After baseball, President Bush’s favorite sport is beating up on the poor. Or so we are told by critics of the new Bush budget. New York Times hyperventilator Paul Krugman recently wrote, “It may sound shrill to describe President Bush as someone who takes food from the mouths of babes …” then, of course, went on to so describe him. Bush has not yet been seen swiping Gerbers from babies at any campaign event, nor does his budget effectively do the same.
Critics say Bush wants to deny food stamps to 300,000 hungry people and child care to another 300,000 deprived kids. These charges are baldly oversimplified and rather rich coming from the same people who oppose extending the most successful anti-poverty program in the past 30 years–the 1996 welfare-reform law. For many liberals, the poor apparently exist only to be a line item in the federal budget, where they should be left undisturbed by any strenuous effort to end their soul-killing dependence on government.
The administration’s budget proposes tightening up eligibility for food stamps. When the 1996 welfare reform created the Temporary Assistance for Needy Families program, food-stamp eligibility was extended to anyone receiving any TANF-funded service. This includes activities reaching people who have earnings that exceed the traditional food-stamp eligibility requirement of a gross annual income less than 130 percent of the poverty line. According to the Office of Management and Budget, some states make anyone receiving even a TANF-funded pamphlet eligible for food stamps.
The administration wants to restore the old eligibility requirement. The $36 billion a year spent on food stamps would be reduced in 2006 by $57 million. If this is class warfare, it’s not exactly “shock and awe.”
Both food stamps and child-care spending–which the administration wants to hold steady–should properly be considered together with welfare reform and the effort to renew it.
Food stamps itself could use reform. It has all the worst features of the old pre-reform welfare, fostering the long-term dependence of nonworking single parents. According to Robert Rector of the Heritage Foundation, half of food-stamp aid goes to recipients who have been on the program for 8.5 years or more. Of the aid that goes to families, roughly 85 percent goes to single-parent homes. Adding a work requirement to food stamps for the able-bodied could have the same catalytic effect as the 1996 welfare reform, which reduced dependence, child poverty and out-of-wedlock births.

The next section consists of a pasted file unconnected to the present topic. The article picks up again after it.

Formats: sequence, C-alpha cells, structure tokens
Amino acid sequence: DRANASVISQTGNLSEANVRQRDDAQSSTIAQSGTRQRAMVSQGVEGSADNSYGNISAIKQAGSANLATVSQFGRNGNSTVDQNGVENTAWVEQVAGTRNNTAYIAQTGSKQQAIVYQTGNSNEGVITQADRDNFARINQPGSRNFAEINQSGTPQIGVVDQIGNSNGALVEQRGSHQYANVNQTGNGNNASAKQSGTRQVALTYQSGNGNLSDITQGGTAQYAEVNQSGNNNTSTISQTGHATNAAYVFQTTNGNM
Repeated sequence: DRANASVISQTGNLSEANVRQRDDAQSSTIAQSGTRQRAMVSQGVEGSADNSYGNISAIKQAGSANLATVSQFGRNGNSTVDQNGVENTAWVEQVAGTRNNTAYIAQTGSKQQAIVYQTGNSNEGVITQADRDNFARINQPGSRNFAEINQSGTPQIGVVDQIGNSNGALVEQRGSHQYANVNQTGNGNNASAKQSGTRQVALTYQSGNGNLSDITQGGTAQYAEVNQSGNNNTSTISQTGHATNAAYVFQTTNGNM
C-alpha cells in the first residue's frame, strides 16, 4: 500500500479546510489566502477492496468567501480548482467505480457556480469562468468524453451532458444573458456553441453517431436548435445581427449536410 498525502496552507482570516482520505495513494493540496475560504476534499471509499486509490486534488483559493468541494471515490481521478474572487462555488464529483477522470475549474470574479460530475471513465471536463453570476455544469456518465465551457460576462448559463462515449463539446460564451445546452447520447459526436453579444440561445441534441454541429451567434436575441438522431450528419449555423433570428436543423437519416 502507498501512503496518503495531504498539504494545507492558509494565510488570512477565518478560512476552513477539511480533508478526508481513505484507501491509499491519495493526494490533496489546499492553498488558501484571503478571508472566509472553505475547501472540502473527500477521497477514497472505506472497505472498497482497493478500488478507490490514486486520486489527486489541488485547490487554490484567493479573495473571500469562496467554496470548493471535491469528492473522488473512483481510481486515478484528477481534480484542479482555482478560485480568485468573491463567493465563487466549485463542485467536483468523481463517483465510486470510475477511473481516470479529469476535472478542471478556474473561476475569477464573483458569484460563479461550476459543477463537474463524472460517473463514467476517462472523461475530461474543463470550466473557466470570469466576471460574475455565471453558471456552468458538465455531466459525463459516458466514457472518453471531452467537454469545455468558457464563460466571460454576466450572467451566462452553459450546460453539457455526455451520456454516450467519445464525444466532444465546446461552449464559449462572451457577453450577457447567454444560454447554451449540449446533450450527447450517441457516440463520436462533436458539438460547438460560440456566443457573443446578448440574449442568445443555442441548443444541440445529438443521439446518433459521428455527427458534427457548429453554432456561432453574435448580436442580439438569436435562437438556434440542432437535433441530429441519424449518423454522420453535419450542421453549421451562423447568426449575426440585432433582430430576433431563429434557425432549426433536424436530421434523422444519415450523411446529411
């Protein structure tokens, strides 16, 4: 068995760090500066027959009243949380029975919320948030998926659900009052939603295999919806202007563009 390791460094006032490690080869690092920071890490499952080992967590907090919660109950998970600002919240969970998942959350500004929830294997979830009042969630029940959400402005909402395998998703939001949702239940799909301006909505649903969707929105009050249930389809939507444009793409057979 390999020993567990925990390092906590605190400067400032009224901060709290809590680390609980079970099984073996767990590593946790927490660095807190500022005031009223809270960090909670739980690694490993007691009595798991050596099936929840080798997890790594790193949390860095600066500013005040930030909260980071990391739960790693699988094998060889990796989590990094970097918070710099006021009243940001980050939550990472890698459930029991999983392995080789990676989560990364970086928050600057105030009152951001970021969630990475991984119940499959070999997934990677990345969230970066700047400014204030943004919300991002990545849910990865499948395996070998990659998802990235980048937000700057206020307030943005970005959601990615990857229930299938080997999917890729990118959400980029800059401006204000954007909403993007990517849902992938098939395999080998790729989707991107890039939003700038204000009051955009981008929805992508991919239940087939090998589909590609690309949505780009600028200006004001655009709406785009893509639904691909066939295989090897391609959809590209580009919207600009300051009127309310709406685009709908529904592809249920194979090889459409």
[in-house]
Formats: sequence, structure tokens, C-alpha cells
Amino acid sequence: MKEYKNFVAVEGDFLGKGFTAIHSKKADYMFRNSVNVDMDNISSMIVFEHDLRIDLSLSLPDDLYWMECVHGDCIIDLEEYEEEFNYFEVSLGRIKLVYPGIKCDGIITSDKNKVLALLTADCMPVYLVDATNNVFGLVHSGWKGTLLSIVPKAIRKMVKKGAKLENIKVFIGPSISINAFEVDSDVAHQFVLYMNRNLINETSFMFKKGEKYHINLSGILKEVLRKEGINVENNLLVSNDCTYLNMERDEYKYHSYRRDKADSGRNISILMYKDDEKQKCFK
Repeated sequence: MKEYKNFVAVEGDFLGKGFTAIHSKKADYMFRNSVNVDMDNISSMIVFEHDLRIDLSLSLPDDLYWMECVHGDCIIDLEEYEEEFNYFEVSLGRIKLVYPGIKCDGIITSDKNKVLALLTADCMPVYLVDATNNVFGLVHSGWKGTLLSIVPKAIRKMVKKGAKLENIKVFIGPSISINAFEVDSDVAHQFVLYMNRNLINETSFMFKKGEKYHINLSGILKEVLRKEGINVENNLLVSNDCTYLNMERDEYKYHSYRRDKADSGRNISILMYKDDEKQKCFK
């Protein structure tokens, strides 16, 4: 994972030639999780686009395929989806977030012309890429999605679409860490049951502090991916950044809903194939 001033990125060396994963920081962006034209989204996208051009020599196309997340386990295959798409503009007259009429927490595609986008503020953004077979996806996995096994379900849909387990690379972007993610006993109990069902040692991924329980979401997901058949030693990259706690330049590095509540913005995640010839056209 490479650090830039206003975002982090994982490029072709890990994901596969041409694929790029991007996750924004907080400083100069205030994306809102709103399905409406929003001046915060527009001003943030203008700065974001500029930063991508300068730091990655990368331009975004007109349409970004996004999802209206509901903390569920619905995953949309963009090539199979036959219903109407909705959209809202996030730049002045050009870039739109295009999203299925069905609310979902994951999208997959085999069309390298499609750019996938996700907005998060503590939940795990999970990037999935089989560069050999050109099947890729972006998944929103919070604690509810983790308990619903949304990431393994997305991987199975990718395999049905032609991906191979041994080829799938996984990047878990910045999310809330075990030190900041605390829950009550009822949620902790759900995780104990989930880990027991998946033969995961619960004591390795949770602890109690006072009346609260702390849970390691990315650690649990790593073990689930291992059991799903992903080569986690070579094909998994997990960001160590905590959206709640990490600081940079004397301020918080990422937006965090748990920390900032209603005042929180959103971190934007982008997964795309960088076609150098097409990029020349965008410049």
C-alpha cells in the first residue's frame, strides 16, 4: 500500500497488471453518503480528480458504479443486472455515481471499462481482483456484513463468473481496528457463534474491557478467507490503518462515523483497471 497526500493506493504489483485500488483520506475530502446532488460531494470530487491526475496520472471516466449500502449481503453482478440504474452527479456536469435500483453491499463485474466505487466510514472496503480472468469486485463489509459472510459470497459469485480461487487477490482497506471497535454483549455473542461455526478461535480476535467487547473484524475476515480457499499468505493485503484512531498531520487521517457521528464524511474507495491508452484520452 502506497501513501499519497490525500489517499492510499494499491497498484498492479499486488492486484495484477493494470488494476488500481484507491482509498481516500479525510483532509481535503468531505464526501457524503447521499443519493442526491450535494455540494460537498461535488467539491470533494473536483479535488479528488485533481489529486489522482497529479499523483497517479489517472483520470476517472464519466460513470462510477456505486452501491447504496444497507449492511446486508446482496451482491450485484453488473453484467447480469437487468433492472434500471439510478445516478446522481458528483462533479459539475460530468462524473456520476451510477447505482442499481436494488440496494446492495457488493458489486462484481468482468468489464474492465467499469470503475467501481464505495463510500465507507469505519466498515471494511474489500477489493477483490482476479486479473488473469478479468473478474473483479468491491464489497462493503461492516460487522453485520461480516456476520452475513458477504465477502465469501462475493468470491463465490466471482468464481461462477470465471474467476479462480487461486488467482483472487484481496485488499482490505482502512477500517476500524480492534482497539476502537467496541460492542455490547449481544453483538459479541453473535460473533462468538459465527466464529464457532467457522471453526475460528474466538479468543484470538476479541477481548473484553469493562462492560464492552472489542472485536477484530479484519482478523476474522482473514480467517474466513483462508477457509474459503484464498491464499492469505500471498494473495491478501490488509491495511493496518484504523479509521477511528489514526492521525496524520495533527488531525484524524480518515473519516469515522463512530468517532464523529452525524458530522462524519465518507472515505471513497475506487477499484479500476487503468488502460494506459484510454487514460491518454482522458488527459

Congressional Republicans have wanted to reauthorize and strengthen the 1996 welfare reform for three years now, but Democrats have blocked them. Notably, Republicans have proposed spending $1 billion more over the next five years on child care. By blocking the bill, Democrats have therefore effectively said “no” to $200 million of additional day-care spending every year for the past three years. Who’s keeping deprived kids off day care now?
Welfare reform relates to child-care spending in another way. As the 1996 reform decreased dependence and the amount of money spent on cash welfare benefits, more funds were available to be redirected into child care. According to a Heritage Foundation analysis, federal and state spending on child care increased from $3.2 billion in 1996 to $11 billion in 2002. Two-thirds of the new spending came from funds freed up by welfare reform, in an implicit bargain that said, “We won’t pay you not to work, but we will pay to support your working.”
Renewing welfare reform now is so necessary because the work requirements from 1996 have become obsolete. States are no longer required to do much to encourage recipients to work. Meanwhile, very little has been done to attack the welfare problem at its root–single parenthood–by encouraging marriage. The 1996 reform helped slow the rate of out-of-wedlock births, suggesting more effort here could have results. But realizing the necessity of strengthening welfare reform requires viewing the poor as more than a federal line item.
–Rich Lowry is author of Legacy: Paying the Price for the Clinton Years.
(c) 2004 King Features Syndicate